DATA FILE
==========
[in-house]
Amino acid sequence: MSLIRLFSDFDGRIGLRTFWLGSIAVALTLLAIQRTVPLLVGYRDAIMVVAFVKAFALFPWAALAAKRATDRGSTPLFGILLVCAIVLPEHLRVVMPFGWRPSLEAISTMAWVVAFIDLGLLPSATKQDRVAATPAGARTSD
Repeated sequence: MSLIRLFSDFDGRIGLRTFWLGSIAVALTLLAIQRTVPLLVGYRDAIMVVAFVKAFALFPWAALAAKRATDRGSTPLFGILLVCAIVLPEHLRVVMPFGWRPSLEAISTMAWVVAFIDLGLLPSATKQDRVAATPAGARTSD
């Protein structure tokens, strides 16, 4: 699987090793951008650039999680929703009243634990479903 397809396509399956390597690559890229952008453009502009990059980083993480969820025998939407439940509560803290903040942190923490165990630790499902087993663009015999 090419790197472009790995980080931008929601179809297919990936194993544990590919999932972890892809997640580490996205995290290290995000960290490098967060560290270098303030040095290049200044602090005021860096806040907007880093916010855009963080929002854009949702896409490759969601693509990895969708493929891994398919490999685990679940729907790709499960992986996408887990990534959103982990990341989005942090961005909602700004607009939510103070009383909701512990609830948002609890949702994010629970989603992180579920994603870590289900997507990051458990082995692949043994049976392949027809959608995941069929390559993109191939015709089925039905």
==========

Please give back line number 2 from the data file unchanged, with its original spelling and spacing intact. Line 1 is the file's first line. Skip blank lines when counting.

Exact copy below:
Amino acid sequence: MSLIRLFSDFDGRIGLRTFWLGSIAVALTLLAIQRTVPLLVGYRDAIMVVAFVKAFALFPWAALAAKRATDRGSTPLFGILLVCAIVLPEHLRVVMPFGWRPSLEAISTMAWVVAFIDLGLLPSATKQDRVAATPAGARTSD